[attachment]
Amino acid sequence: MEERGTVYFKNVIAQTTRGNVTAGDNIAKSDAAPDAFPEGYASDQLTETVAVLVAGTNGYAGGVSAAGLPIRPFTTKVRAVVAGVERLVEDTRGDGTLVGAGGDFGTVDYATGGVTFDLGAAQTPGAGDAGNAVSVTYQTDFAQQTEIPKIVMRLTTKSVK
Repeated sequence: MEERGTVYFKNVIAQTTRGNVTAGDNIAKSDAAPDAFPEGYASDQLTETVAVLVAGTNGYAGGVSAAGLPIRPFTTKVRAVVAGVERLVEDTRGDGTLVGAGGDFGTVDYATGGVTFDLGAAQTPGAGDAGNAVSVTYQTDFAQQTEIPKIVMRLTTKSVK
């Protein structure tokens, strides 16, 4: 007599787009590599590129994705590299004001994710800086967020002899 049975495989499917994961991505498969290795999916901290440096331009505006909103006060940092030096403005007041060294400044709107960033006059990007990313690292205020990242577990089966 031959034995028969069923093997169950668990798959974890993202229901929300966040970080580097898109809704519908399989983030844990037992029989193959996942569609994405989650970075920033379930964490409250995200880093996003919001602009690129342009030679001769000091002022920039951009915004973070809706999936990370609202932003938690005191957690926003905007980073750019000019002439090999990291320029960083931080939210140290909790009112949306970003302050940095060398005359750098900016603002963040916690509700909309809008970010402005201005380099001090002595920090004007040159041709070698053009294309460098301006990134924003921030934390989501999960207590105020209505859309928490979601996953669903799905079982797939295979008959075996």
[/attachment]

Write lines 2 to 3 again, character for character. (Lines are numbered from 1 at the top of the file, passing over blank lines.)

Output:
Repeated sequence: MEERGTVYFKNVIAQTTRGNVTAGDNIAKSDAAPDAFPEGYASDQLTETVAVLVAGTNGYAGGVSAAGLPIRPFTTKVRAVVAGVERLVEDTRGDGTLVGAGGDFGTVDYATGGVTFDLGAAQTPGAGDAGNAVSVTYQTDFAQQTEIPKIVMRLTTKSVK
């Protein structure tokens, strides 16, 4: 007599787009590599590129994705590299004001994710800086967020002899 049975495989499917994961991505498969290795999916901290440096331009505006909103006060940092030096403005007041060294400044709107960033006059990007990313690292205020990242577990089966 031959034995028969069923093997169950668990798959974890993202229901929300966040970080580097898109809704519908399989983030844990037992029989193959996942569609994405989650970075920033379930964490409250995200880093996003919001602009690129342009030679001769000091002022920039951009915004973070809706999936990370609202932003938690005191957690926003905007980073750019000019002439090999990291320029960083931080939210140290909790009112949306970003302050940095060398005359750098900016603002963040916690509700909309809008970010402005201005380099001090002595920090004007040159041709070698053009294309460098301006990134924003921030934390989501999960207590105020209505859309928490979601996953669903799905079982797939295979008959075996």